The second part of our writing framework and the question you must answer if you want to catch the attention of this reader.
The third part of our writing framework and what you have to include in your writing if you want this reader to pay attention, and to think about, or to implement what you're writing about.
And finally some tips and tricks to capture the attention of someone who's likely to miss out most of your content... he's a hard one to capture. And this brings you to the end of the first draft of your piece of writing -- congratulations! Please remember to post your writing, or a link to your google doc in the question area.
Now you have your first draft, the tactics we cover in Section Three help you polish and refine it so that it stands out. You learn what makes good writing and practice skills that you can use again and again, whatever you write.
There's a trick to getting someone engaged with something new and that's to trigger one of the highly addictive brain chemicals. Websites like Facebook do it oh so well, and we look at how you can do this with your writing to engage your reader and leave them wanting to read on.
And you also want someone to stay with your writing -- which means you need to create connection. You'll find out how to do this in this lecture.
I'm sure you know how important it is to capture attention early in a piece of writing? Choose from one of these three captivating openings so that your reader wants to continue and will get the results you know are possible for them.
You want your message to be remembered and you want writing that a reader enjoys. Learn two techniques for doing this so that you can be the writer who stands out.
We might have heard that story is important but I meet a lot of non-fiction writers who struggle to get it right. Stories are bloated and often off-topic. No more. In this lecture we cover a four-step framework for creating stories that shine every time you write.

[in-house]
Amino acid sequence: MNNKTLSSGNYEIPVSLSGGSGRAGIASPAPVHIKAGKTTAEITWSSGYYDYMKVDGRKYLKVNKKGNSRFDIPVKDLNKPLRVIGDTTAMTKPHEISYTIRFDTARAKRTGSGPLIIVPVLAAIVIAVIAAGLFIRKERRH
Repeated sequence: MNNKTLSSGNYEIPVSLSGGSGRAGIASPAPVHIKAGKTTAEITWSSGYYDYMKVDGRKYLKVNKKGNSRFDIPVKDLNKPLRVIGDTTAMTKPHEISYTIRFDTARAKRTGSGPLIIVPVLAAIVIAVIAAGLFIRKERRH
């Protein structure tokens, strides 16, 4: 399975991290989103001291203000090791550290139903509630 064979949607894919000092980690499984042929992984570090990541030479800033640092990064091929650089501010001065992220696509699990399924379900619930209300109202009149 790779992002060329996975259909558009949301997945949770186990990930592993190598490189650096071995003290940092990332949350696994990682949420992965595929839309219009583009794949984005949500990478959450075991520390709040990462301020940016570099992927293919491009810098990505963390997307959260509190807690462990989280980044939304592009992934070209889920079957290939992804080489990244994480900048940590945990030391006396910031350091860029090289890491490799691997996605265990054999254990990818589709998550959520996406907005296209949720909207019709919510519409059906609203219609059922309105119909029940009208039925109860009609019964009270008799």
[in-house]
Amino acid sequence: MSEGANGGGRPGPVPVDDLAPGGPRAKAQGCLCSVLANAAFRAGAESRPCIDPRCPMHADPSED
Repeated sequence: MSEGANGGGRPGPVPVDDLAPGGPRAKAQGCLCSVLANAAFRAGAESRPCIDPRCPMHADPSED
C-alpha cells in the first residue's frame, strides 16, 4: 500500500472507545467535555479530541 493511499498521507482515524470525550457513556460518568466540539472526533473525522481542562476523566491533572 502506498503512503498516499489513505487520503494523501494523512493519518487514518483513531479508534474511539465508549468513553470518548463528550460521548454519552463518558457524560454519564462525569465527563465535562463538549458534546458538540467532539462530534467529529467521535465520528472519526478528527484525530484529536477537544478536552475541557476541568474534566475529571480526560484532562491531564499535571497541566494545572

You might understand what you want your reader to do, but do they? In this lecture we polish your how-to section so that there is never any doubt about your meaning.
Endings are even trickier than openings in my experience. How to close so that your writing is complete but not cheesy? And that's exactly what we cover in this lecture.
Did you share your work yet? I do hope so because sharing makes it real. Thank you for staying with me this far and please do let me know what's next with your writing.
Cathy Presland, a former economist, has over two decades of experience across government, international organisations, corporate, business, and non-profits. Best-selling author, and highly-regarded trainer, Cathy is widely published, has over 20,000 students in her online training courses, teaches for The Guardian Masterclasses series, and is an engaging and popular speaker.
In her former career as an economist Cathy advised governments and organisations around the world. She set up a micro-credit fund for women, negotiated European regulations, managed multi-billion pound economic programmes, and designed and led global anti-poverty initiatives.
Cathy's ambition is simply to inspire you to be your best self and to do more of the work that makes a difference in the world.
Professionally, Cathy works as a consultant, trainer and facilitator. "I help people get to the solution that's already in the room," she says, and she specialises in supporting people or organisations in who are doing interesting work in public policy and economics.
Cathy's Udemy courses are mainly focused on supporting writers and people who want to share their expertise, experience and passions. "It's exciting to help someone shape their ideas into something tangible. Writing, especially, stretches us as a person, we grow and change in ways we didn't imagine. You change, and you can change the world. It's really simple."
In her spare time she loves to be outdoors and one of her recent trips was to the Annapurna base camp in beautiful Nepal.